Today, Optima Tax Relief’s Lead Tax Attorney, Phil Hwang, discusses gift taxes, including how they work and who is responsible for paying them.
The government imposes gift taxes on the transfer of property, money, or assets from one person to another without receiving something of equal value in return. These taxes are typically levied to prevent individuals from avoiding estate taxes by giving away their assets before they pass away.
The person responsible for paying gift taxes is generally the person making the gift (the donor), not the person receiving the gift (the donee). In 2023, you can give up to $17,000 each year to as many people as you want without incurring gift tax. Gifts within this annual exclusion amount do not require you to report or pay gift tax.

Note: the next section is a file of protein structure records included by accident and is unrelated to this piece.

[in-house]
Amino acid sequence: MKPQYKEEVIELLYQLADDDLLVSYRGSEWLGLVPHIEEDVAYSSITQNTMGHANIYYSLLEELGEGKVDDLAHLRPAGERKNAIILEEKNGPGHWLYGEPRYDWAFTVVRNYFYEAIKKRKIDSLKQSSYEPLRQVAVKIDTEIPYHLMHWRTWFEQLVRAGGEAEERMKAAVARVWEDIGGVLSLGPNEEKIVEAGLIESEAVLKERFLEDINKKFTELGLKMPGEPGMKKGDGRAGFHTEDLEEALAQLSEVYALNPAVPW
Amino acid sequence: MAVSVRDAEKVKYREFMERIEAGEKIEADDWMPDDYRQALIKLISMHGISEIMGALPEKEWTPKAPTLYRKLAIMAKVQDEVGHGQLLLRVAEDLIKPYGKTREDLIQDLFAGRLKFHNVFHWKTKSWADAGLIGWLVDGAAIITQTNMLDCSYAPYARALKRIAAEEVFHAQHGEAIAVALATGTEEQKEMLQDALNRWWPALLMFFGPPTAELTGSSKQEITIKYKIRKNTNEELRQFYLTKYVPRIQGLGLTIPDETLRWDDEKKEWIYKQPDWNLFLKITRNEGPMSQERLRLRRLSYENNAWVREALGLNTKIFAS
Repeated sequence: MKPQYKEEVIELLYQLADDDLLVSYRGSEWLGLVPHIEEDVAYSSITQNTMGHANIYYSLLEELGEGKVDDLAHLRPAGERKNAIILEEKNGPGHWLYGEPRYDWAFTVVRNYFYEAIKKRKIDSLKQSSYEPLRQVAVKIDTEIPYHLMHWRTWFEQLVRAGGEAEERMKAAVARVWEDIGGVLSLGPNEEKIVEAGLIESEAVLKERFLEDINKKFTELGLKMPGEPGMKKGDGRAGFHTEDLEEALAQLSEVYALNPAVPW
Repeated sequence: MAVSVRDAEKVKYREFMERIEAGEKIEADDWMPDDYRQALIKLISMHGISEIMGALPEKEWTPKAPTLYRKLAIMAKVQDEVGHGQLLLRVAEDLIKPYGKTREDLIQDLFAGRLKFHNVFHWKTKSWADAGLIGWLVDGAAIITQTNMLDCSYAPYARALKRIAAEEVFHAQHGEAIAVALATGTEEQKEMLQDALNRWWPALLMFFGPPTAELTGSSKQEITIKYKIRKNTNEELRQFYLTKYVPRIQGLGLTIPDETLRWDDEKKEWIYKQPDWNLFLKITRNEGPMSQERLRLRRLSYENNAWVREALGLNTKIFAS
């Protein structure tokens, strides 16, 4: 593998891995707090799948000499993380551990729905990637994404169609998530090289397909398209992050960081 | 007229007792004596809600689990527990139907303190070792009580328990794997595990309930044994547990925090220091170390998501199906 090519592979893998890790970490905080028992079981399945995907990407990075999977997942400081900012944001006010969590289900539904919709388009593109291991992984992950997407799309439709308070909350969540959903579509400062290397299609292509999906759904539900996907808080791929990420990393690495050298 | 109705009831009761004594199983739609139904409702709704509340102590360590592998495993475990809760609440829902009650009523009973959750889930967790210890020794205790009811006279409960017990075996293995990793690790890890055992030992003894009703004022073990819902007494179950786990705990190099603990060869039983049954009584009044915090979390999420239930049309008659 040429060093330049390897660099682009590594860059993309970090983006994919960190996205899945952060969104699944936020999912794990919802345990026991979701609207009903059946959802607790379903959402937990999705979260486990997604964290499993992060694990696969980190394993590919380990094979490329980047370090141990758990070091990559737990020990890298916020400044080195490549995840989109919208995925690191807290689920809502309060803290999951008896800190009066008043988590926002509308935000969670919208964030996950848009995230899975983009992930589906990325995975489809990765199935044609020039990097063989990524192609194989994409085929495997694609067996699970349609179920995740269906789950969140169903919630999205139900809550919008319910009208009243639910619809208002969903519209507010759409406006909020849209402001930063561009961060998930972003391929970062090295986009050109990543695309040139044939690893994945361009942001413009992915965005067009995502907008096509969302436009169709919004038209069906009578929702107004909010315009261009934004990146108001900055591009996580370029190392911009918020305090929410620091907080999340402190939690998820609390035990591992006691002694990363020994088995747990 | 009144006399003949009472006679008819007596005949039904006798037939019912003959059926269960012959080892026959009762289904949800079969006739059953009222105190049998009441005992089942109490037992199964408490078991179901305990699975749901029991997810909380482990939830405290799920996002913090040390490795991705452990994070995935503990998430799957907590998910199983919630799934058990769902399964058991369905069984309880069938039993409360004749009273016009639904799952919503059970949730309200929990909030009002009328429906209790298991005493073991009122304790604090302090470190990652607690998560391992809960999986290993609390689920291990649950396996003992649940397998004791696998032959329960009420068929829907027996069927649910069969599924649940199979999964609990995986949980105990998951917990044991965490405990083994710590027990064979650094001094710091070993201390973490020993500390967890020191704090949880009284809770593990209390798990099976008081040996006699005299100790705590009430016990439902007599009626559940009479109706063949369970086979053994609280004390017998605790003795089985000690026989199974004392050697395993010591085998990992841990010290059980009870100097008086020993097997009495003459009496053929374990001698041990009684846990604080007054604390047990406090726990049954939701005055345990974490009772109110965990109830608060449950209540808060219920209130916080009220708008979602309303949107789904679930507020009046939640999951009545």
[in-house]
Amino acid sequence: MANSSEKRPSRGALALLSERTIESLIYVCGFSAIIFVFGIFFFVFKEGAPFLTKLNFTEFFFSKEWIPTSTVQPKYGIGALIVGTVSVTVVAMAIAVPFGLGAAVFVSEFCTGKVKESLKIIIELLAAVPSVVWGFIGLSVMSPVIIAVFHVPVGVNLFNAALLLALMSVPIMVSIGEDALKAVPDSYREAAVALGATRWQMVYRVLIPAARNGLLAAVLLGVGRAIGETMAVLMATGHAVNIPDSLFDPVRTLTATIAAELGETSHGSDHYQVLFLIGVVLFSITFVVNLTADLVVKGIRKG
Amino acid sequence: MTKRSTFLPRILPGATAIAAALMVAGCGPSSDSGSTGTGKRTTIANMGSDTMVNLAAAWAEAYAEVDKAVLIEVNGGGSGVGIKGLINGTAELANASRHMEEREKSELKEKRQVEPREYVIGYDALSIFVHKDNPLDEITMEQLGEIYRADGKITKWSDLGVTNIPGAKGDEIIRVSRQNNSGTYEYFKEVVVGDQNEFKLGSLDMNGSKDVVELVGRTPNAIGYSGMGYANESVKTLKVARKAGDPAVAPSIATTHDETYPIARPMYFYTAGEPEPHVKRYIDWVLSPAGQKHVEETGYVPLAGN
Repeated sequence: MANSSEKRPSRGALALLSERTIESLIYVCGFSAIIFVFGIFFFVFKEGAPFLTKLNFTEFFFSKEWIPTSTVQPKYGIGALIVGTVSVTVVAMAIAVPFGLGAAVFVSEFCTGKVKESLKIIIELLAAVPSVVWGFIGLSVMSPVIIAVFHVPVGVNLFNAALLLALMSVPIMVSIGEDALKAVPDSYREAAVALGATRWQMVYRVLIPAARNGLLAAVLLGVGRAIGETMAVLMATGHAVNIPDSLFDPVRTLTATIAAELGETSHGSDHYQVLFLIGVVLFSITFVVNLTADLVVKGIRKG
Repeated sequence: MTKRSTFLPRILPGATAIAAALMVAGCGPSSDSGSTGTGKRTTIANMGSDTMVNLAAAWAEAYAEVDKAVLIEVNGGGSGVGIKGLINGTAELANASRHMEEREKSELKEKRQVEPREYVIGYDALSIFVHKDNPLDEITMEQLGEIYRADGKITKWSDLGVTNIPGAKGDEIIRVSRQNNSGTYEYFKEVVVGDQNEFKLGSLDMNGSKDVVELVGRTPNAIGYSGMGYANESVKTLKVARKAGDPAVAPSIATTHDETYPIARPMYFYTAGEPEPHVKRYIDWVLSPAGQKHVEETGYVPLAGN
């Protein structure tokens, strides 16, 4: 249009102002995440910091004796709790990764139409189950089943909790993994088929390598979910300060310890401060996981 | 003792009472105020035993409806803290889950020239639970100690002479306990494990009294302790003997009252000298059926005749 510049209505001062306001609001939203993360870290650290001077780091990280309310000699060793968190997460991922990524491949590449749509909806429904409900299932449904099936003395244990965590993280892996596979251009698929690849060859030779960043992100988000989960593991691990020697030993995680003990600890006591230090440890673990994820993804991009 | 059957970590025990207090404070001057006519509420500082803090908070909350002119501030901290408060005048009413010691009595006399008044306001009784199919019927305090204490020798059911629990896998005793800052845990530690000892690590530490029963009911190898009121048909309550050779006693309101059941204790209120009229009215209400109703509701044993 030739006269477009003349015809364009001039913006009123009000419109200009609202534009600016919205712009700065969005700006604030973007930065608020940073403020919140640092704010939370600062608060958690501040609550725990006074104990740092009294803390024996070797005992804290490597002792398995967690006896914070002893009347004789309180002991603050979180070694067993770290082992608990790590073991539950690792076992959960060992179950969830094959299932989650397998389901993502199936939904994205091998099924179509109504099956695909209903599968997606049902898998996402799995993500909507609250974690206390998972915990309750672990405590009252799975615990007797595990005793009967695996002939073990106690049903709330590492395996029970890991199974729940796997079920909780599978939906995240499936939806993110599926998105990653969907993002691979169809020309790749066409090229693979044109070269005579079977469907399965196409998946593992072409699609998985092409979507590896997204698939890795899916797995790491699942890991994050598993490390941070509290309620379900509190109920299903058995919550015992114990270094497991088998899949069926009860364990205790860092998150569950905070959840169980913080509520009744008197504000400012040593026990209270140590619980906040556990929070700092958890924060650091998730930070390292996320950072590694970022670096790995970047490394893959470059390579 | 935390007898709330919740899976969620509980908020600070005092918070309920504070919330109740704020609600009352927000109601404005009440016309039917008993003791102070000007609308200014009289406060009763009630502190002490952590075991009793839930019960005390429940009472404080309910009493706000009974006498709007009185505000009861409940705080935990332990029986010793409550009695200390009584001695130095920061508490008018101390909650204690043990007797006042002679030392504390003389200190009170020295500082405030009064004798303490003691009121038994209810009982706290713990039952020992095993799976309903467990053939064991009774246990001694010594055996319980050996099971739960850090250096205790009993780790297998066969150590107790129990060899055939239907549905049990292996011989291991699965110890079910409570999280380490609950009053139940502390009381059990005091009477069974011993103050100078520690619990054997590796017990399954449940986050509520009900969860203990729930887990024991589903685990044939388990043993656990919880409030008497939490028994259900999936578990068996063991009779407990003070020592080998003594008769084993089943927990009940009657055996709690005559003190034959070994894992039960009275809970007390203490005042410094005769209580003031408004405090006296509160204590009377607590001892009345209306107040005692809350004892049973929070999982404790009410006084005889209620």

In addition, the lifetime gift tax exemption allows you to make larger gifts without paying gift tax. However, once you exceed this exemption, you’ll be required to pay gift taxes on the excess amount. As of 2023, the lifetime gift tax exemption is about $13 million per person.
Once you reach either of these thresholds, a giver will be responsible for paying gift taxes, which can range from 18% to 40% depending on the taxable amount. In addition, if you give over the current $17,000 limit, you will need to file a gift tax return, formally known as the United States Gift (and Generation-Skipping Transfer) Tax Return.
Given these thresholds, it can be fairly simple to avoid the gift tax. However, certain actions can trigger the gift tax, such as unpaid loans to friends and family or excess contributions to a 529 savings plan.
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